Photos: Karen Weber, Fotos En Concreteo

“The precast concrete on this project was amazing. It offered a lot of attention to detail with stone projections and recesses.”

Dave Craddock

 

Best Mixed-Use Building

City Creek Center

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Designers needed to project a high-quality image for a new mixed-use project, one of the largest such redevelopment projects in the country, in Salt Lake City, Utah. The 1 million ft2 (93,000 m2) complex features a blend of residences and upscale retailers such as Nordstrom, Macy’s, and Tiffany & Co. To achieve this, 5726 architectural precast concrete panels were used to clad the exterior, featuring highly detailed geometrics and pieces ranging in size from 0.42 to 179 ft2 (0.039 to 16.6 m2).

The facility projects a casual, pedestrian-friendly environment that gives shoppers and tenants a close-up view of the exterior. A manmade creek runs through the property, while a pedestrian sky bridge runs through its upper levels. The precast concrete exterior needed to match this level of detail and amenity, and it delivered.

“The precast concrete on this project was amazing,” says Dave Craddock, a member of the buildings awards jury. “It offered a lot of attention to detail with stone projections and recesses. It allowed the designers to have a very enriched palette of materials and textures. The overall appearance is one of cohesion and unity.”

The wide range of complex geometries required to clad the various details throughout the massive center meant that forms had to be adaptable. Complicating the process was the distance the components had to travel from the precaster’s plant in Atizapán de Zaragoza, Mexico, to the site in Salt Lake City, which required close tolerances and smooth logistics.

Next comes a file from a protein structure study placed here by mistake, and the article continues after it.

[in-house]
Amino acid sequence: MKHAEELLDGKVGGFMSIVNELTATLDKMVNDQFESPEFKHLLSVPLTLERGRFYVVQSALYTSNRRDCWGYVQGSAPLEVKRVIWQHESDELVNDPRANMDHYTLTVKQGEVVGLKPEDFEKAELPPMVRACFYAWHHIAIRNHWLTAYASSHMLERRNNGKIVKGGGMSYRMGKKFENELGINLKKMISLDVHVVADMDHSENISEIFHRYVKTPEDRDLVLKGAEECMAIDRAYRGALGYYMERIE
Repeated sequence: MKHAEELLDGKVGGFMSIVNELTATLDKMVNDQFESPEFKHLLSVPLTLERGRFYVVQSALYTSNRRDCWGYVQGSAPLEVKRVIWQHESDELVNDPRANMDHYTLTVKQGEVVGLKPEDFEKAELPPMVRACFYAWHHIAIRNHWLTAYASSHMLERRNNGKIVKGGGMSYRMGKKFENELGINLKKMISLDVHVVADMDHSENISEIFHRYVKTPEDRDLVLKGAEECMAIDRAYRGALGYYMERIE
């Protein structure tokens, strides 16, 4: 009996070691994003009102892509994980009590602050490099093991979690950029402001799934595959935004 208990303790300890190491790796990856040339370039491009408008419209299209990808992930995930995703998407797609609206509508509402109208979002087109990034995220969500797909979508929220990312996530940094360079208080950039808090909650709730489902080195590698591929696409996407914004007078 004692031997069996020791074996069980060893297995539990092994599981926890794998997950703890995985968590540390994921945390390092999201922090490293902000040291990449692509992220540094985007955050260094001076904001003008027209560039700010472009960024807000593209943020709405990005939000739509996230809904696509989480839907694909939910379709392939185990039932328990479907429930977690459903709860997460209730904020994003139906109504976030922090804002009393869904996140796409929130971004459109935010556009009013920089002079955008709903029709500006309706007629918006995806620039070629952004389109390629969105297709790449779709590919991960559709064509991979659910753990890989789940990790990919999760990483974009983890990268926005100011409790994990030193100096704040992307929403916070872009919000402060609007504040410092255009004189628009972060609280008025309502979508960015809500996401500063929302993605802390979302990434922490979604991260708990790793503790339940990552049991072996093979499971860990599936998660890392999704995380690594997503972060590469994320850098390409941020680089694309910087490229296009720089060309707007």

Adjustable molds were created to handle the variety of complex pieces. Considerable manual work was required to form each multisectional mold, which combined several smaller pieces to create the proper shape for each form. Several forms combined curved and straight portions, as well, so they could clad lamp bases, cornices, window frames, and balcony edges.


The sheer volume opened potential for delivery concerns over the long distance, but the operation ran smoothly. The 5726 pieces, nearly 5 million lb (2,300 tonnes) in all, were delivered in 179 truckloads, covering a distance of 370,520 mi. (596,000 km).

A key challenge was ensuring no damage to pieces during their trek while minimizing waste and packaging materials on-site. Dynamic crating and a bar-code tagging system permitted rapid loading, unloading, and permanent location identification at the site. Bringing finished manufactured panels onto the site made it considerably easier to maintain an organized and clean site.

The precast concrete panels also contributed to the LEED silver certification through their contributions to energy savings, waste management, recyclability, and other factors, but it was the detailed aesthetics that put this project over the top.

“We were really attracted to the complexity of the facade,” says Bob Powers, a member of the  buildings awards jury. “There is a lot of depth and shadow, a lot interaction of light and shadow. All of the precast components have a lot of three-dimensional characters.”

Location: Salt Lake City, Utah
Owner: City Creek Reserve Inc., Salt Lake City, Utah
Architect: Hobbs + Black Architects, Ann Arbor, Mich., www.hobbs-black.com
Engineer: Magnussen Klemencic Associates, Seattle, Wash., and Jacobsen Construction, Salt Lake City, Utah
Contractor: Jacobsen Construction, Salt Lake City, Utah
Precaster: PRETECSA, Atizapán de Zaragoza, Estado de México, Mexico, www.pretecsa.com
PSE: Reaveley Engineers + Associates, Inc. Salt Lake City, UT
Precast coordinator: HHI Corp., Farmington, Utah
Project size: 1,001,880 ft2 (93,080 m2)
Project cost: $1.5 billion